“Dragon Boat Festival” redirects here. For dragon boating as a sport, see dragon boat.
The Dragon Boat or Duanwu Festival is a traditional and statutory holiday originating in China.
The festival now occurs on the 5th day of the 5th month of the traditionalChinese calendar, the source of its alternate name, the Double Fifth Festival. The Chinese calendar is lunisolar, so the date varies from year to year on the Gregorian calendar. In 2012, it fell on June 23; in 2013, on June 12; and in 2014, it will occur on June 2. The focus of most celebrations involves eating zongzi (sticky rice treats wrapped in bamboo leaves), drinking realgar wine (雄黃酒, xiónghuángjiǔ), and racing dragon boats.
Main article: Qu Yuan
The story best known in modern China holds that the festival commemorates the death of the poet and minister Qu Yuan (c. 340–278 BC) of the ancient state of Chu during theWarring States period of the Zhou Dynasty. A cadet member of the Chu royal house, Qu served in high offices. However, when the king decided to ally with the increasingly powerful state of Qin, Qu was banished for opposing the alliance and even accused of treason. During his exile, Qu Yuan wrote a great deal of poetry. Twenty-eight years later, Qin captured Ying, the Chu capital. In despair, Qu Yuan committed suicide by drowning himself in the Miluo River.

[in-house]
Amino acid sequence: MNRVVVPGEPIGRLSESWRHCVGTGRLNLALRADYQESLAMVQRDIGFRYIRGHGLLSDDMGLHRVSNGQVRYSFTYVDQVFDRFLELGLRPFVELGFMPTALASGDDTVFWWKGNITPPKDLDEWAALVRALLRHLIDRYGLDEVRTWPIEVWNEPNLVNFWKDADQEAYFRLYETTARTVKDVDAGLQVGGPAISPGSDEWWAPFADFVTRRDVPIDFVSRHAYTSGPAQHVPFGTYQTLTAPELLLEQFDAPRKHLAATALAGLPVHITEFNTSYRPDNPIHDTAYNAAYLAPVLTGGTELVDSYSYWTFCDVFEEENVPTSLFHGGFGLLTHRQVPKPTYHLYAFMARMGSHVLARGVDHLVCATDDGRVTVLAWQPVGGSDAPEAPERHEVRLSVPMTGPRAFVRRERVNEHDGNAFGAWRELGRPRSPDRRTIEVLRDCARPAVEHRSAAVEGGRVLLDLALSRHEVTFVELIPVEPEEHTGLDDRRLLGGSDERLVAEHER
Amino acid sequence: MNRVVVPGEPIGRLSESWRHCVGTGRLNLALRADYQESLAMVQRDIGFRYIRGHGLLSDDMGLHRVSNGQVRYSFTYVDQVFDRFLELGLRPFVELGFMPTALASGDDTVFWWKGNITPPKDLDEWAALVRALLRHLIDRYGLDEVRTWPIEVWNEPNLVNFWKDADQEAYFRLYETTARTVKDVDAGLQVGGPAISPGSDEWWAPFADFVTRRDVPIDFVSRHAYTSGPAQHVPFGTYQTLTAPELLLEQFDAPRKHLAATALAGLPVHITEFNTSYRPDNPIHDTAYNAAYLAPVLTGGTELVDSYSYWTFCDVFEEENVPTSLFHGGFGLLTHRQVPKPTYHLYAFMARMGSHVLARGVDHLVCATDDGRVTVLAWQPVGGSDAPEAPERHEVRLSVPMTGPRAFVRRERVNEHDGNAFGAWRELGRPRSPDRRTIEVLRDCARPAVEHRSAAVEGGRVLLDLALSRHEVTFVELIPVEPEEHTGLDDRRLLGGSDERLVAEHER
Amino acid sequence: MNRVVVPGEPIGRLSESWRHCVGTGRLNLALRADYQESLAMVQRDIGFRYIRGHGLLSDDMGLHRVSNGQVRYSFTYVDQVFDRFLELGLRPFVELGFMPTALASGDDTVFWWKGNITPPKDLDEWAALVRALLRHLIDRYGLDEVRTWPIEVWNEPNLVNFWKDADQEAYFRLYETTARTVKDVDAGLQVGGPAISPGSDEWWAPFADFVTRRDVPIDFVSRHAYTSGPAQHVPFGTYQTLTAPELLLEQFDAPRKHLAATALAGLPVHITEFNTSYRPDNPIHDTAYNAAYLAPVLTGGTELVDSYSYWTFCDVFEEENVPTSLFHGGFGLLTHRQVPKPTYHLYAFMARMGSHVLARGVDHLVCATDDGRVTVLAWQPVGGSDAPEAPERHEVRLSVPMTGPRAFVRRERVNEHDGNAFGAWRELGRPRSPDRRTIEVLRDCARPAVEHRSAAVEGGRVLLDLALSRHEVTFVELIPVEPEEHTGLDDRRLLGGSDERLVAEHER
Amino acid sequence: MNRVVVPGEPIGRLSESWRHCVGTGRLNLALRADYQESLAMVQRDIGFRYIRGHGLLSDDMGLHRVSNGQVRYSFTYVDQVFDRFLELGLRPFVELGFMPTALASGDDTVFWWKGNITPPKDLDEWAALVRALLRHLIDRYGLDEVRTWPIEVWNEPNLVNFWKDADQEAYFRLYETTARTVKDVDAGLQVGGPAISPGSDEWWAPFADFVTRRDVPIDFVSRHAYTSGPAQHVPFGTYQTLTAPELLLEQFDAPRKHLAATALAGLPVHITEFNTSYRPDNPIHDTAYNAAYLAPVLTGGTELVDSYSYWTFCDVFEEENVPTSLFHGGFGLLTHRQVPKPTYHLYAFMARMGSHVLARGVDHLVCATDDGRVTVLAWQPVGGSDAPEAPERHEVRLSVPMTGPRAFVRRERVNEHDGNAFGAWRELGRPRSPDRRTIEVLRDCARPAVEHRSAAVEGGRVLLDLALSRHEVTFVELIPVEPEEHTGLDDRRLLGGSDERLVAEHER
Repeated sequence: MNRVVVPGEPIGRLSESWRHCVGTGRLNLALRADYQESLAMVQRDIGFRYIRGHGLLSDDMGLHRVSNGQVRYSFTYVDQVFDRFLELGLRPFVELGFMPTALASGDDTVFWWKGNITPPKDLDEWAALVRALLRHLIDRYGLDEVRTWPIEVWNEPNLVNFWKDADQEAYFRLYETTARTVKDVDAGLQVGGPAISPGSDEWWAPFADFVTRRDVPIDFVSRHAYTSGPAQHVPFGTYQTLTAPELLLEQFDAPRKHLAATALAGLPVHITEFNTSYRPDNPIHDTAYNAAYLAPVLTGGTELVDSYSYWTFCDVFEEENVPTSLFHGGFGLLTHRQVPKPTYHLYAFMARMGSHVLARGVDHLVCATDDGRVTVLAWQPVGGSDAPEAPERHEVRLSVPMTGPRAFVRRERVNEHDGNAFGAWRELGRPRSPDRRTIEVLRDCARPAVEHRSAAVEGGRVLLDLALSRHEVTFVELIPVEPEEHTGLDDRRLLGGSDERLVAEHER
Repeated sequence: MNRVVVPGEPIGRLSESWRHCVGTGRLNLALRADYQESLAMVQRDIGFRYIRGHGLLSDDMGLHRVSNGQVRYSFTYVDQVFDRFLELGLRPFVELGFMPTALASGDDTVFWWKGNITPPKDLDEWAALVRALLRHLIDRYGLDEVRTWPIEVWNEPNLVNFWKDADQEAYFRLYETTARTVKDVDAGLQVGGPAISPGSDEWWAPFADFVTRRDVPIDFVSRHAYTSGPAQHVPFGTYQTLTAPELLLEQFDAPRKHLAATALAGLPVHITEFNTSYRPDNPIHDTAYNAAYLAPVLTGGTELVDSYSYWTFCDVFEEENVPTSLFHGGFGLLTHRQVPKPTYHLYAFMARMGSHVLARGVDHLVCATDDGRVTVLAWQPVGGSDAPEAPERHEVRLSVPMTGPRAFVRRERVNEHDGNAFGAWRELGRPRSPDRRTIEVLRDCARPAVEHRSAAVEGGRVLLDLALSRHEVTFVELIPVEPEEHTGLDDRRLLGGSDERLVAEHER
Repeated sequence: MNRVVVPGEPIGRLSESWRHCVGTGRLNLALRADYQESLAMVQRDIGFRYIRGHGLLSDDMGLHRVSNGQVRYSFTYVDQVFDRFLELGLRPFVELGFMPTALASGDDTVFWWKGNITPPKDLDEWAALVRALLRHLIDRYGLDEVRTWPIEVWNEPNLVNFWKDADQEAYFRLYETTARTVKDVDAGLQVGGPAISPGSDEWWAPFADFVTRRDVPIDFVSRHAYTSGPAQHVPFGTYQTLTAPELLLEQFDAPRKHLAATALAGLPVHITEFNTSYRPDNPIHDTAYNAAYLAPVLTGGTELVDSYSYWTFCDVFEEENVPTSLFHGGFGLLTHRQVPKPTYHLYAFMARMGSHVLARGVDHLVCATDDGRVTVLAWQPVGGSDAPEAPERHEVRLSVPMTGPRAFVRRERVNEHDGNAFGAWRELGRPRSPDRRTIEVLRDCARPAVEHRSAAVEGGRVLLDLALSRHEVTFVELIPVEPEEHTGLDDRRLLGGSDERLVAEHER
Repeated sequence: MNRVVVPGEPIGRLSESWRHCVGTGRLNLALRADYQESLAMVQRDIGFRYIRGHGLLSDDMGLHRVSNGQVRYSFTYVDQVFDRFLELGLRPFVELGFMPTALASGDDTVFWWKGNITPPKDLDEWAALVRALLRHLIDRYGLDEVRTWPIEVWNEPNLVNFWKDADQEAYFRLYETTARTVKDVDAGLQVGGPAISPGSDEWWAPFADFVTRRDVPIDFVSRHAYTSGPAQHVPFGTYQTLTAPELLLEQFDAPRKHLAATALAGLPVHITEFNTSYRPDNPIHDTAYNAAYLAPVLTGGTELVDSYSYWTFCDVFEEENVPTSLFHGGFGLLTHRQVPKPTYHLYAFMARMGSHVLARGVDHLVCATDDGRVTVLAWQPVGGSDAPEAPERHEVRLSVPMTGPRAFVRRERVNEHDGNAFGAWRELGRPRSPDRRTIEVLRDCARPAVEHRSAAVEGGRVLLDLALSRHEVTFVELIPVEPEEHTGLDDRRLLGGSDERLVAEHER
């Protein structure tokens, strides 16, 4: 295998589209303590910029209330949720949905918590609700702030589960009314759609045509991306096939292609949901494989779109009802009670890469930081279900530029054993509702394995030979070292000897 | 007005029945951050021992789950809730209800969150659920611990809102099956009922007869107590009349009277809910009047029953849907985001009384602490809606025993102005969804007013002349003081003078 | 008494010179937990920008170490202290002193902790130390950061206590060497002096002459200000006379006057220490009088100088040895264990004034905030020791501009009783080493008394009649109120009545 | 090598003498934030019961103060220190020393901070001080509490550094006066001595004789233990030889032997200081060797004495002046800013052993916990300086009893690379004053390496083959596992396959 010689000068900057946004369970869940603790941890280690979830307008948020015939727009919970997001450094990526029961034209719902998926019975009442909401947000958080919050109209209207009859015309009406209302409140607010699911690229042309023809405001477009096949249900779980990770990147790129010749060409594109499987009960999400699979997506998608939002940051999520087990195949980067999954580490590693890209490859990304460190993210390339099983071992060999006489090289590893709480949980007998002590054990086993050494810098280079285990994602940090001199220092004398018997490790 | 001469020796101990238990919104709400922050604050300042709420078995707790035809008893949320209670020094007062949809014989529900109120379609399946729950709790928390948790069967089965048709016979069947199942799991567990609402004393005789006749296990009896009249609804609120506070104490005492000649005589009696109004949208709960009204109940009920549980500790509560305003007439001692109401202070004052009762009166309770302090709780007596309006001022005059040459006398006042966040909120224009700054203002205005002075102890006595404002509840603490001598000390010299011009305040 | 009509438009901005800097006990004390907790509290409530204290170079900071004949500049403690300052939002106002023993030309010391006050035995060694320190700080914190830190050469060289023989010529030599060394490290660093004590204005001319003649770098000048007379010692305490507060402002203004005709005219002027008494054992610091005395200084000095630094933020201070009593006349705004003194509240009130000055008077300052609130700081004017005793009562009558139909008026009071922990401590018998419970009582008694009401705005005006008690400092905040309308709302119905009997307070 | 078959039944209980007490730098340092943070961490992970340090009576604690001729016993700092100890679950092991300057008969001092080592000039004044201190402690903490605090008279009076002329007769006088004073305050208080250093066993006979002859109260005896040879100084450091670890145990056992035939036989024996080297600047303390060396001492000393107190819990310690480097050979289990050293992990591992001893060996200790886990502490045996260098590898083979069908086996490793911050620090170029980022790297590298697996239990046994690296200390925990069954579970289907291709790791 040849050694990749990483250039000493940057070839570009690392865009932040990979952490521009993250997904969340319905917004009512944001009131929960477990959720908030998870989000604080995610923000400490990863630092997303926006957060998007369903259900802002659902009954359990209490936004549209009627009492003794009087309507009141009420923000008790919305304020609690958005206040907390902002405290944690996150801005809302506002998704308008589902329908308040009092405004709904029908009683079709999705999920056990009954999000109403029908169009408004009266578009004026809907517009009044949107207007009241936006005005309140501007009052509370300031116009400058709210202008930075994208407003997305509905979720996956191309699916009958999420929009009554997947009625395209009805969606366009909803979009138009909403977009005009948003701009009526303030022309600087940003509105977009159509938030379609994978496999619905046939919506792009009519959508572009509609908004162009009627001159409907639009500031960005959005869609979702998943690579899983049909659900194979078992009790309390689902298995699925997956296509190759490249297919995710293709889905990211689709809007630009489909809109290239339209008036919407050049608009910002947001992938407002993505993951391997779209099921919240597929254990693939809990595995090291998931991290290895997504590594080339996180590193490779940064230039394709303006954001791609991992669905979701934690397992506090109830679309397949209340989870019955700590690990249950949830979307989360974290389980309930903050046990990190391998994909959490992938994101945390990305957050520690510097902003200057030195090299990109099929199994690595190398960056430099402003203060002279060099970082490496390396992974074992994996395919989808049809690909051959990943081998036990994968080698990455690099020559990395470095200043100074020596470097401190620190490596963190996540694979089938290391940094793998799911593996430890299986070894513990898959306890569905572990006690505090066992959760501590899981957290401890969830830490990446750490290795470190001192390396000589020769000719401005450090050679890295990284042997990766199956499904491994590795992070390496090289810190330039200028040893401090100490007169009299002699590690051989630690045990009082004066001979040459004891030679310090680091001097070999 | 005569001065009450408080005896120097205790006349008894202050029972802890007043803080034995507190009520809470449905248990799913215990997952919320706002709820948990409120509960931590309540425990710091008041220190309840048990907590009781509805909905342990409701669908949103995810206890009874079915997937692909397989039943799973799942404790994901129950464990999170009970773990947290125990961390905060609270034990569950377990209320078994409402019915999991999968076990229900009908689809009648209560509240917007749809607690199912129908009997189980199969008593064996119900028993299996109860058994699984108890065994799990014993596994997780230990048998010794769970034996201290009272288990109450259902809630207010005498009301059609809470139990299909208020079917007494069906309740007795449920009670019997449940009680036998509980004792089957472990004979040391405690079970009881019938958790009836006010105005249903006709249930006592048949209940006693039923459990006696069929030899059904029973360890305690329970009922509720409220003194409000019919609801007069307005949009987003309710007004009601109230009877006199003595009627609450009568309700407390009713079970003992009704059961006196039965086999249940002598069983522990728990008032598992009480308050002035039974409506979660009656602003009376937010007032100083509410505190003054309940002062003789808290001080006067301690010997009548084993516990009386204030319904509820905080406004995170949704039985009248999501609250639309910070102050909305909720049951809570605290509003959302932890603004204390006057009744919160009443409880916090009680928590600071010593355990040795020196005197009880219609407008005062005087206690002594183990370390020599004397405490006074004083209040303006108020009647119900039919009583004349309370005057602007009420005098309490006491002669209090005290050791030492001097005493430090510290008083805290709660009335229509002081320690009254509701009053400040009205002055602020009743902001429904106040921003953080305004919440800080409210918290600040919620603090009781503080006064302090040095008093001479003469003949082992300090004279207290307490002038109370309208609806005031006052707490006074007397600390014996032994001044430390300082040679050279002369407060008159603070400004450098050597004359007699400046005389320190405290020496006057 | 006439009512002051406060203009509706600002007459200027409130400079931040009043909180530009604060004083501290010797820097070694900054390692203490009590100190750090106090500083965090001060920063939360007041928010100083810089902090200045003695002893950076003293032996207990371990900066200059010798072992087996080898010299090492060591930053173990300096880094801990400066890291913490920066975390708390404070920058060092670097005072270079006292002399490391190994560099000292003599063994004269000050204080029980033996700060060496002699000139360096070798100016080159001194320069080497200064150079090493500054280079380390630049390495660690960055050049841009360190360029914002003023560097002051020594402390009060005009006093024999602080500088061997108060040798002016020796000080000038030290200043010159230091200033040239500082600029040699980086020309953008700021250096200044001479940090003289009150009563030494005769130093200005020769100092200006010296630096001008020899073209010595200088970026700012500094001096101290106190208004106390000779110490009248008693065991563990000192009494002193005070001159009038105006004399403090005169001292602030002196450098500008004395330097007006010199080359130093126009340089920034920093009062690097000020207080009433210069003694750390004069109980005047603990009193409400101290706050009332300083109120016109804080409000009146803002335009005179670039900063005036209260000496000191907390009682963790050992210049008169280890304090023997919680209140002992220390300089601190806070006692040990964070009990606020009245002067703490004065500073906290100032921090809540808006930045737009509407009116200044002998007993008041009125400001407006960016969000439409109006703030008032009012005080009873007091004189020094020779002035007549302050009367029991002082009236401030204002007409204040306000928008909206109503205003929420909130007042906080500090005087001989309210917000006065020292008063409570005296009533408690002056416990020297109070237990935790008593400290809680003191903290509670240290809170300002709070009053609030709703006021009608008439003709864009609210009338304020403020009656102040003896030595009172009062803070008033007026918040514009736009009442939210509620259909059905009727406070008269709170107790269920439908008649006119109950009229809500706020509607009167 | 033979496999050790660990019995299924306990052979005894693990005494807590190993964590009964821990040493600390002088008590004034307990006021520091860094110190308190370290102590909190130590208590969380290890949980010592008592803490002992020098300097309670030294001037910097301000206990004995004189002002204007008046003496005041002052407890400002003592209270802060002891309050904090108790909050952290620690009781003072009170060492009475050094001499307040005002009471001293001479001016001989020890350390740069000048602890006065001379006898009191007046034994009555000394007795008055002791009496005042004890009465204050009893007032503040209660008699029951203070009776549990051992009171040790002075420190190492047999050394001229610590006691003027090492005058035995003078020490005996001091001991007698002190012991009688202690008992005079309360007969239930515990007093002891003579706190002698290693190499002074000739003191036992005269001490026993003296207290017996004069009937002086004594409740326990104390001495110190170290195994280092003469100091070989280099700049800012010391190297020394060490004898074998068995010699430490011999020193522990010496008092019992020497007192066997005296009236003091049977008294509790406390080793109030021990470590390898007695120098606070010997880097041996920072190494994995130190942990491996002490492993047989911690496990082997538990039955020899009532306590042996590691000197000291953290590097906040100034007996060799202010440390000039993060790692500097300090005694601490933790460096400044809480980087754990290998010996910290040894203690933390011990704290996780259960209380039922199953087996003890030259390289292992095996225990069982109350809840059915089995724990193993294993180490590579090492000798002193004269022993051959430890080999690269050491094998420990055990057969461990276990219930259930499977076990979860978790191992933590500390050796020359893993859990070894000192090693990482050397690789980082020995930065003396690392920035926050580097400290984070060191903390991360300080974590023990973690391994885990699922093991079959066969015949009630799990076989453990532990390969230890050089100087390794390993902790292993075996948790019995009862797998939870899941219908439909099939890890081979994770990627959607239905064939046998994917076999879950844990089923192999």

It is said that the local people, who admired him, raced out in their boats to save him or at least retrieve his body. This is said to have been the origin of dragon boat races. When his body could not be found, they dropped balls of sticky rice into the river so that the fish would eat them instead of Qu Yuan’s body. This is said to be the origin of zongzi.